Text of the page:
After Jack Hobbs, Walters was the one batsman to make a suitable Test partner for Herbert Sutcliffe. Walters and Sutcliffe, amateur and professional, made a dapper, immaculately groomed opening pair in the early-to-mid- Thirties. But while Sutcliffe was strictly functional in his batting, Walters used his feet and played with the panache of a Golden Age stylist like MacLaren, Spooner or Palairet. The panache remained - only recently Walters was stopped for speeding at 96mph - and he was still quick on his feet until a heart attack took him into a Neath hospital where he died last Wednesday.
One of only two Welshmen to captain England, he went to Neath Grammar as the other one - Tony Lewis - subsequently did. Blessed with an easy talent, Walters made his debut for Glamorgan when 17, in 1923. After five on-and-off seasons he was attracted to Worcestershire, where the post of club secretary allowed him to maintain the amateur status he expected as the son of a Neath GP.
His career average was a modest 30, but he had, like Sutcliffe, that self-assurance which is the essential characteristic of a Test batsman. Playing in all three Tests against West Indies in 1933, all three on the tour of India in 1933-34, and all five against Australia in 1934 - but no more - Walters passed 40 in two-thirds of his Test innings, a rate beyond Bradman, and averaged 52.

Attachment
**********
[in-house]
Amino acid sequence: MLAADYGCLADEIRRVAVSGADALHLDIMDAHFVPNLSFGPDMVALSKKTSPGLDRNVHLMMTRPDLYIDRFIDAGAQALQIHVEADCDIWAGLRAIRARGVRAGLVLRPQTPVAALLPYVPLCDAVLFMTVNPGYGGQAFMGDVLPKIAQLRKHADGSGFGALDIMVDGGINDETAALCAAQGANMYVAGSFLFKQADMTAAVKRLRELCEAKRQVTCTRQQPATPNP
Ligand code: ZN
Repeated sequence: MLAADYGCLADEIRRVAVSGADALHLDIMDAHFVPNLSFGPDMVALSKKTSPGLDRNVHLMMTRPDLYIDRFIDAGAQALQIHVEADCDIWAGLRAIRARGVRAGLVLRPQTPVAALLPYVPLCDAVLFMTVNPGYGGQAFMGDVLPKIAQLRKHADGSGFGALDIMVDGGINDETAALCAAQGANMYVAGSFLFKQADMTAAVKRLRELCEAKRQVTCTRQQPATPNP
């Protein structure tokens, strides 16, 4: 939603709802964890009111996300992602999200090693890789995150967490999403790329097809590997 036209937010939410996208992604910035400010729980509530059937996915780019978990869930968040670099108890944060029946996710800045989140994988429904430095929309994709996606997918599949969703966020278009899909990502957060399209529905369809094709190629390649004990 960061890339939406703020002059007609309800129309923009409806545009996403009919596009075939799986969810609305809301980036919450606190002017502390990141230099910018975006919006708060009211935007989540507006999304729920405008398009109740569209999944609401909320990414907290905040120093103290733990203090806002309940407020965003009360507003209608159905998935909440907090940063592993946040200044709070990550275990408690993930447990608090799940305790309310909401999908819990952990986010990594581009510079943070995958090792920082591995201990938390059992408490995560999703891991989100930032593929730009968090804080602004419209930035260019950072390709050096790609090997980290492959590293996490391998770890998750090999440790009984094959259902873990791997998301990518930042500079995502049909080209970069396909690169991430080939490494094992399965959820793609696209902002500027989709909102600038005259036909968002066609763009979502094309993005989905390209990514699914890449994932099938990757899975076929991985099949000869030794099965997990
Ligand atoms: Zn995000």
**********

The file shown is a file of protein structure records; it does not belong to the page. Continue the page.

His Test record suggests a lack of the sternest application - he only once went on to a century, 102 against India - and he was no profound thinker on the game, for he played for entertainment. When Bob Wyatt had to pull out of the first Test of 1934, Walters led England for the only time, and they lost when they failed to bat out the last 10 minutes. Wyatt, who survives as England's oldest player, thought the game could have been saved if Walters had not bowled the leg-spinner Tommy Mitchell so much when Australia were looking to declare their second innings.
So careless was Walters of his cricket achievements that his only souvenir was a photograph of himself when yards down the pitch in 1934 to that most brisk and brusque of Australian spinners, Bill O'Reilly. Few tried that, and fewer still survived it, without being stumped.